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Articles designed for the purpose of bringing edification to the Church and relating practical life matters to archaeological discoveries.

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Dear ABR family,

As I was pondering the message that the Lord wanted me to share with you today a familiar and poignant passage came to mind from chapter 10 of Matthew’s gospel. In the larger context of this passage we observe Jesus instructing His disciples as He prepared to send them out to proclaim the Good News in the towns and communities of the “lost sheep of the house of Israel”. The world they were entering was filled with “wolves” who would strongly resist their message and would use the court system to harass and even physically abuse them. But there is more…

Under demonic delusion – speaking of “Beelzebul” - some powerful and influential people would hear the gospel message and identify it as hateful and evil speech and would perceive themselves as doing good for persecuting the disciples and by seeking to silence them. Consider the behavior of  the Apostle Paul before his salvation experience, whose conscience was clear, but whose mind was gripped with delusion in his efforts to persecute the early church. Here, in Matthew 10, Jesus boldly challenged and charged the apostles: “So have no fear of them, for nothing is covered that will not be revealed, or hidden that will not be known. What I tell you in the dark, say in the light, and what you hear whispered, proclaim on the housetops.” 

The Gospel of Jesus brings light and salvation to the soul, exposing the rottenness and poison of sin that has been suppressed and kept carefully hidden away. This light has the power to bring a holy brokenness and a spirit of repentance so that the truth of grace may come flooding in. As the Gospel exposes personal sin in the human heart, it also works to expose the sin of society and culture and can even expose the lies and corruptions of the forgotten past….even those things buried away from sight from ancient times. Consider 1 Corinthians 10:6, “Now these things took place as examples for us, that we might not desire evil as they did,” where God calls us to look back, to be warned, and to understand.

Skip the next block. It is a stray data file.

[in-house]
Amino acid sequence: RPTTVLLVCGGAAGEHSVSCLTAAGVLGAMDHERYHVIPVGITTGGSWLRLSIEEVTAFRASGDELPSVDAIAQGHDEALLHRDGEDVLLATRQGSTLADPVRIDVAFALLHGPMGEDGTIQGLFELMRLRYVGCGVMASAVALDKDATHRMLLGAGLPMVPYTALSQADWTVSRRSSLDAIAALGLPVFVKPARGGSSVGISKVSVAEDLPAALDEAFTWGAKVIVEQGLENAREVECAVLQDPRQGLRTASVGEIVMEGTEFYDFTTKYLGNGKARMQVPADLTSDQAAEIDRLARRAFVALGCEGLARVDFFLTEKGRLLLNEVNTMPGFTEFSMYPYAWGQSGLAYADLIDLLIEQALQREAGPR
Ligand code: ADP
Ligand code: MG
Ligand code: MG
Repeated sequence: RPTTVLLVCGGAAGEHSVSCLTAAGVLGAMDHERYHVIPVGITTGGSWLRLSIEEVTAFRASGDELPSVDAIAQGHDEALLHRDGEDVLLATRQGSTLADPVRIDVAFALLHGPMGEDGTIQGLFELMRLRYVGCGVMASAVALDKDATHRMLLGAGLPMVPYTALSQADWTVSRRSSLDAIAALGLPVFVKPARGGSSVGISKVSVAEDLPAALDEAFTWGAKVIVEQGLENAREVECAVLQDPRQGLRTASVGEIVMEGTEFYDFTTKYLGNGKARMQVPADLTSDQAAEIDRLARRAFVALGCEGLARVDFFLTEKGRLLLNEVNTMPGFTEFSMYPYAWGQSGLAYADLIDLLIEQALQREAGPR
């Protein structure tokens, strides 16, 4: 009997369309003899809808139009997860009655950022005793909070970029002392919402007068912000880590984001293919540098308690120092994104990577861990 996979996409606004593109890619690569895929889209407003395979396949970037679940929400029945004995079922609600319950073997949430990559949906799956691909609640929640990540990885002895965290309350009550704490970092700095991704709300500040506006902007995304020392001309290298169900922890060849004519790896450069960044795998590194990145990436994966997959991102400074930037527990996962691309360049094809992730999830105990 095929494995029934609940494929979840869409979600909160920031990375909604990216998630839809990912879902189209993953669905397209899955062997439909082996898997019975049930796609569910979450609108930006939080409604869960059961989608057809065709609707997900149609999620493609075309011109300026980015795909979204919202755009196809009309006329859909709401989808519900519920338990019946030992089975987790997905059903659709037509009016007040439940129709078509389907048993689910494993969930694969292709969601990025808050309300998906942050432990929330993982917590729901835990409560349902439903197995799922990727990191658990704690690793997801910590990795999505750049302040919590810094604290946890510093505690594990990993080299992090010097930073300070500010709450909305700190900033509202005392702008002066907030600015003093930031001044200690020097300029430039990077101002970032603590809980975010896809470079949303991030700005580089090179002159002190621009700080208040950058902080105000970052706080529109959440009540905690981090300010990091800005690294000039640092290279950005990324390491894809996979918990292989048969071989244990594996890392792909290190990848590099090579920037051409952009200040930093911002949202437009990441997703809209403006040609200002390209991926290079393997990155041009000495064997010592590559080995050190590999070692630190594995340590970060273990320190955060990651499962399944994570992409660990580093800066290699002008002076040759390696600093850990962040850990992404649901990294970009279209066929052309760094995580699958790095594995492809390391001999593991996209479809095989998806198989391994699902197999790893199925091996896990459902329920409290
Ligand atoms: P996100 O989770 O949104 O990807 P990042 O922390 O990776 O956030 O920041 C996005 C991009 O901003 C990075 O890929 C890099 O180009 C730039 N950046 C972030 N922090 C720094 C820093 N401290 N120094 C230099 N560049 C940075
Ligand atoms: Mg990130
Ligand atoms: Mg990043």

Although God has the power to remove our transgressions “as far as the east is from the west” by his grace, he desires that hidden things be revealed, and thus we are reminded and warned about falling into the errors and sins of previous generations. Just as the Gospel can lead us to humble faith, it can also ignite resistance, even to the point of violence. We are reminded of John the Baptist being imprisoned and his eventual execution because he exposed the behavior of Herod’s brother Philip for taking Herodias as his wife; John told him, "It is not lawful for you to have her." 

Only God’s Word has the penetrating power of the pure and the true. Only God’s word will go forth and always accomplish its purpose, being undeterred by the schemes of man. In Psalm 43, one of the sons of Korah has written, “Send out your light and your truth; let them lead me; let them bring me to your holy hill and to your dwelling!” God’s truth always draws us to His presence. He proclaims, “Vindicate me, O God, and defend my cause against an ungodly people, from the deceitful and unjust man deliver me!” When we choose to welcome the illumination of God’s gracious light we are set free; but those who wish to hide from God and truth can sometimes go to incredible extremes to cover their sin.

And thus, we are living in days when certain men believe that the events of the past can be hidden from the eyes of justice and the light of truth. That they can simply re-write the history books, and tear down statues, and burn down buildings and bury the past in fire and ashes. Deceitful men do these things for their own agendas, especially power, but rarely for truth.  Whether its Herod in his treatment of John the Baptist, the men of Ephesus guarding business interests in their practice of idolatry (Acts 19), or those who rushed upon Stephen to stone him to death in Acts 7. Even after the burial of Jesus, deceitful men concocted a story about how Jesus’ body was stolen (Matt 28). Over and over again the lies and deception of mankind is on display, and drawing their inspiration from the father of lies. We must be fully aware of these things even more clearly in our day, personally, culturally, and even as we reveal the past archaeologically. There are always forces of darkness at work to distort the past, to subvert the Scripture, and to blind the minds of even the most sincere and honest scholars. We must humbly fall on our knees and seek God’s grace and truth in this awesome and difficult spiritual battle.